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The Fourth Age

Smart Robots, Conscious Computers, and the Future of Humanity

By Byron Reese
13-minute read
Audio available
The Fourth Age: Smart Robots, Conscious Computers, and the Future of Humanity by Byron Reese

In The Fourth Age (2018), author Byron Reese provides essential context for the subject of artificial intelligence and the kinds of changes we can expect from its proliferation. By taking into consideration the major innovations of the past, Reese provides a valuable framework that will help anyone better understand the potential impact AI will have on the modern workforce.

  • Readers looking for a fresh perspective on future technologies
  • Workers concerned about the future job market
  • Economists and philosophers

Byron Reese is the publisher and CEO of technology research company Gigaom. He also founded several high-tech companies, and is interested in the interplay between technology and human history. He’s the author of the book Infinite Progress: How the Internet and Technology Will End Ignorance, Disease, Poverty, Hunger, and War.

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The Fourth Age

Smart Robots, Conscious Computers, and the Future of Humanity

By Byron Reese
  • Read in 13 minutes
  • Audio & text available
  • Contains 8 key ideas
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The Fourth Age: Smart Robots, Conscious Computers, and the Future of Humanity by Byron Reese
Synopsis

In The Fourth Age (2018), author Byron Reese provides essential context for the subject of artificial intelligence and the kinds of changes we can expect from its proliferation. By taking into consideration the major innovations of the past, Reese provides a valuable framework that will help anyone better understand the potential impact AI will have on the modern workforce.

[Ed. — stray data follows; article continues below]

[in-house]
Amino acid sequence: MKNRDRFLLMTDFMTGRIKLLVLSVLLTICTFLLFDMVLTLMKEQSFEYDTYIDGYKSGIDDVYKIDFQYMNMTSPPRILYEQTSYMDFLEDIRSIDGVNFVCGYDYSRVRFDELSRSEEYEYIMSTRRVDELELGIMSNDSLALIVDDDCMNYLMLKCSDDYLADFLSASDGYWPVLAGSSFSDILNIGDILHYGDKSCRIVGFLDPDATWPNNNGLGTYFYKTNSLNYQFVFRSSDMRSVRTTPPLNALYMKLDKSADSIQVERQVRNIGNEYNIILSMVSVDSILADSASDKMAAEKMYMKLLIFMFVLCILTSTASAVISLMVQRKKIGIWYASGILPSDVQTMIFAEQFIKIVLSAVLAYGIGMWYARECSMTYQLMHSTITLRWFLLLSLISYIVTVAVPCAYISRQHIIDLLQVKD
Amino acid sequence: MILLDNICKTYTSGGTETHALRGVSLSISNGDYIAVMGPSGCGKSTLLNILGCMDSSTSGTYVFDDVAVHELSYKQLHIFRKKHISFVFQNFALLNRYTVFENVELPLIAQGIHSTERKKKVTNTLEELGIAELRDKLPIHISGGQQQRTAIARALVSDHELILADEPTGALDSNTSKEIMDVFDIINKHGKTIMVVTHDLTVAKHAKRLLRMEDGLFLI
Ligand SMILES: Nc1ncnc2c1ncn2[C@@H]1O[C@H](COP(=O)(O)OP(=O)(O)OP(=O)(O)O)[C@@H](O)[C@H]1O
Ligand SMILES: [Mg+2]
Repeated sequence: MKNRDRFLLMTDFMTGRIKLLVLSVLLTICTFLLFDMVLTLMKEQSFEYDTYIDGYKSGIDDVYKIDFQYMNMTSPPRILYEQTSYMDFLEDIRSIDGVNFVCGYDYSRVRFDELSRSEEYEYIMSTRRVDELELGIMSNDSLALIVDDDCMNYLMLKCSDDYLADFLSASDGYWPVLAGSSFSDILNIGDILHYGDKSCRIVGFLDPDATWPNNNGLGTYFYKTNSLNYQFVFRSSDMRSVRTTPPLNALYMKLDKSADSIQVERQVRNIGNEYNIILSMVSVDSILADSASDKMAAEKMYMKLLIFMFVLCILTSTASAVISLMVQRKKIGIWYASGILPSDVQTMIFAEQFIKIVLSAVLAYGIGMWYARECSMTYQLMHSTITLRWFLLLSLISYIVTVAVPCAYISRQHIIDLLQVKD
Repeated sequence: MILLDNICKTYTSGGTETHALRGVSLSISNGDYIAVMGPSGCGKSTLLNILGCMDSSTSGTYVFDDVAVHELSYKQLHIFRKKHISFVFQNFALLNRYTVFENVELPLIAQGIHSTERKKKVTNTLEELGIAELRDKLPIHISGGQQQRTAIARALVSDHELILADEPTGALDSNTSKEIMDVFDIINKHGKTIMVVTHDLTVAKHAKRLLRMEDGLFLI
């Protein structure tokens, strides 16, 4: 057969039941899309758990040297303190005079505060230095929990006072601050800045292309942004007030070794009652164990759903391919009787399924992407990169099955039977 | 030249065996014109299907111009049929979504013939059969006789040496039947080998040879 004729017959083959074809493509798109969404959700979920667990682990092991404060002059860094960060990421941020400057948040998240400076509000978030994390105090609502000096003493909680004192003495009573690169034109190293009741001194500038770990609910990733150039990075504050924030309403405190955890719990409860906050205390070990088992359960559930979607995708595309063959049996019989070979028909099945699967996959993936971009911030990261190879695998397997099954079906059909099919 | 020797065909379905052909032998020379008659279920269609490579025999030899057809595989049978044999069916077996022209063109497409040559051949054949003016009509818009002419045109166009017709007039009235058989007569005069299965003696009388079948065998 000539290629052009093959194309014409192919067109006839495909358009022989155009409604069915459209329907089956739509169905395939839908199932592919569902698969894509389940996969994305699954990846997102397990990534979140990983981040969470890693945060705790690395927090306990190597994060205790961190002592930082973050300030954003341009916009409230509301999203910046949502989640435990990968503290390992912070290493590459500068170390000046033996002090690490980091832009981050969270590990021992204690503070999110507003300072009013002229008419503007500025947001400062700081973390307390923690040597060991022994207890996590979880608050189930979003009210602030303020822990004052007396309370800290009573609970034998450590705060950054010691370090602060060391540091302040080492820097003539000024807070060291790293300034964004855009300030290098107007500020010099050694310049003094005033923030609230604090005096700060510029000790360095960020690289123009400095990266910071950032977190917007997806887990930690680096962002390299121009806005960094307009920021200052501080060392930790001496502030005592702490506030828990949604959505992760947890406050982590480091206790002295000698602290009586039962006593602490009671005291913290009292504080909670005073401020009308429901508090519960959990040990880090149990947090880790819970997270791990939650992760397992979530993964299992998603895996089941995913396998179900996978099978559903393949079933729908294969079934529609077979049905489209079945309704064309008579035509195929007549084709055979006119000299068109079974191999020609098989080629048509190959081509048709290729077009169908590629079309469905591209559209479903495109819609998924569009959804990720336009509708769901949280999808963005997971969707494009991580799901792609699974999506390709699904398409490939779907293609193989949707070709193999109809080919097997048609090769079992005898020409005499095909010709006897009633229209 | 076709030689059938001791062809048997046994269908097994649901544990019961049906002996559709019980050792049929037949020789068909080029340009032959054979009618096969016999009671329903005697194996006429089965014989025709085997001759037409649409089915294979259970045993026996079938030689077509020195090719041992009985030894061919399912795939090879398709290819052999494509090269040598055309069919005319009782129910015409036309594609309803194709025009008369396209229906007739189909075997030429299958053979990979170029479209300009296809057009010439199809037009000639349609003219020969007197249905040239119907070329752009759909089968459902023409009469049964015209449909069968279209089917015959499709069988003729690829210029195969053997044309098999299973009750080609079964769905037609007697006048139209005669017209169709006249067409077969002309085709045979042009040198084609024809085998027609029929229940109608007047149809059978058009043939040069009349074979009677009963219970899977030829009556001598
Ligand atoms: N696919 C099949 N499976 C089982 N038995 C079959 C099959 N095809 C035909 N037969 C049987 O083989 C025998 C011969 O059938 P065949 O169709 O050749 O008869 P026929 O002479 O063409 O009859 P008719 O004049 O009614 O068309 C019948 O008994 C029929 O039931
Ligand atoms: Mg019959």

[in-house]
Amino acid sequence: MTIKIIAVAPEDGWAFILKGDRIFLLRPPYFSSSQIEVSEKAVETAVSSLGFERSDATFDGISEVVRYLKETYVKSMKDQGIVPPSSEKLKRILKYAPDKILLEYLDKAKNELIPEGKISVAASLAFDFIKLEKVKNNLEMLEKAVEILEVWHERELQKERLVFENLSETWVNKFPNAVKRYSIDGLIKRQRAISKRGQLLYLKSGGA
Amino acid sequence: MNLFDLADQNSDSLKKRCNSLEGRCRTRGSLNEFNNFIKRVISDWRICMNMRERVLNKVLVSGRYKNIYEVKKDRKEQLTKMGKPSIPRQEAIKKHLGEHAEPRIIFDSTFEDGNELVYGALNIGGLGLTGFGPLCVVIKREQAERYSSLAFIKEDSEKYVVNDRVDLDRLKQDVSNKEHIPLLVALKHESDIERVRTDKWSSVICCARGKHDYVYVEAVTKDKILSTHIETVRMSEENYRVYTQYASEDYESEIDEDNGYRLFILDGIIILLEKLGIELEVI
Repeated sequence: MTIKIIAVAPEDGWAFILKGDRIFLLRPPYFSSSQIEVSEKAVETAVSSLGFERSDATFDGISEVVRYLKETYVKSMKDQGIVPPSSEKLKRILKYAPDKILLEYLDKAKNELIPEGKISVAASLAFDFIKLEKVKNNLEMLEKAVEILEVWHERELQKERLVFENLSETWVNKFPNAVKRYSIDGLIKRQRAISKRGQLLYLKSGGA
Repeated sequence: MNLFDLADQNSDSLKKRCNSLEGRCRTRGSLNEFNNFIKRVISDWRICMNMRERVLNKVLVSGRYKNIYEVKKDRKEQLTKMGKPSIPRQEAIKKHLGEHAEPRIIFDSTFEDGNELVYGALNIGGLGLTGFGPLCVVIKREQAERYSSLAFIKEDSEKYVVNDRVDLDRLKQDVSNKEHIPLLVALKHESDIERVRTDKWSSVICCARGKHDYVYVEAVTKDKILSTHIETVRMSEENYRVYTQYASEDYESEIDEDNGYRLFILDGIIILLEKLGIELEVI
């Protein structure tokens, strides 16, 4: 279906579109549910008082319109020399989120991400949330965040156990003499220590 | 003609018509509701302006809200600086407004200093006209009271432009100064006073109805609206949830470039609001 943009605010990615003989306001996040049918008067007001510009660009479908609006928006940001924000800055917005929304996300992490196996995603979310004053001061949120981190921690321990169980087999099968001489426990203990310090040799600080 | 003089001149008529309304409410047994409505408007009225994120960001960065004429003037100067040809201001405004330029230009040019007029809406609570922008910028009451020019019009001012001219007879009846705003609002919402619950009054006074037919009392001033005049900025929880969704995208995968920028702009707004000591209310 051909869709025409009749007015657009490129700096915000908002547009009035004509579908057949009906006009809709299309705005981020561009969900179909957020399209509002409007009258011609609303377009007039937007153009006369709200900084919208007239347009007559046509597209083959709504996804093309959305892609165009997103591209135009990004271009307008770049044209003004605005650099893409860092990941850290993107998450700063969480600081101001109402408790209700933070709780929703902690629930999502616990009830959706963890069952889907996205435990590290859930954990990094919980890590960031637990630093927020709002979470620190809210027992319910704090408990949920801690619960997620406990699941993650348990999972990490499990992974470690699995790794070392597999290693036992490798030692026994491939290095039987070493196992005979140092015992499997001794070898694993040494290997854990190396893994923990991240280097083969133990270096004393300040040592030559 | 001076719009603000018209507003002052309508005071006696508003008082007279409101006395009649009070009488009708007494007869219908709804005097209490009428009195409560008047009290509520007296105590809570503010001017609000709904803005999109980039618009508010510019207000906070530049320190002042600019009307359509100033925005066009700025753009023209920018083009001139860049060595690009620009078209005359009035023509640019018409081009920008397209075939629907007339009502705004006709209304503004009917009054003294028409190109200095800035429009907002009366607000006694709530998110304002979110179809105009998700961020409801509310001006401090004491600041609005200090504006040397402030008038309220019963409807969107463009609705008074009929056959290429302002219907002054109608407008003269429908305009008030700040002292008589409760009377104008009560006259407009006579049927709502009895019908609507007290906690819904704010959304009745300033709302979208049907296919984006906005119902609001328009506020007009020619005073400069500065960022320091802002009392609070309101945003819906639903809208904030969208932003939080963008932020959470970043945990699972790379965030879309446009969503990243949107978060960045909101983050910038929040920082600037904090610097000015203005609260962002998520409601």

Key idea 1 of 8

Human history can be divided into three key periods, and the first features the invention of fire and language.

You could reflect on human history, divide it up and categorize certain eras in any number of ways. One way would be with an eye toward innovation and technology. In this light, we can divide history into three key periods, or ages, with the first two going back to prehistoric times.

The First Age is defined by the inventions of fire and language. This age is believed to have started around one hundred thousand years ago, when we were living as hunter-gatherers.

The mastery of fire was a game-changer for humans. It not only provided us with light and warmth, it also increased our safety. But perhaps even more important, fire allowed us to cook food.

Why was cooking so important? Well, since we remarkably use 20 percent of our caloric intake on brain functioning alone, cooking gave the evolution of our brain a huge boost. Cooking made it possible to eat a wider array of foods, and therefore consume many more calories.

Thanks to cooking with fire, we could break down the starches and cellulose that had made many vegetables previously indigestible. Fire also broke down tough proteins, making them easier to chew, not to mention a lot tastier!

Before fire, we had around the same amount of neurons as a gorilla or chimpanzee. Afterward, that number multiplied threefold.

The second key technological advance of the First Age was language, since it allowed us to communicate more complex ideas and abstract concepts. Once we began to exchange information like this, we could cooperate more and expand our imaginations. With this, our ability to tell stories was born.

In telling stories, we could finally express our inner world through the use of both words and symbols, as well as mix multiple ideas in order to suggest new and exciting futures. We can’t know for certain what the earliest languages sounded like, but we can use the languages that followed to guess what may have come before. Some theorize that today’s 445 languages, including English, Russian, German, Hindi and Punjabi, suggest that the earliest humans spoke a Proto-Indo-European language.

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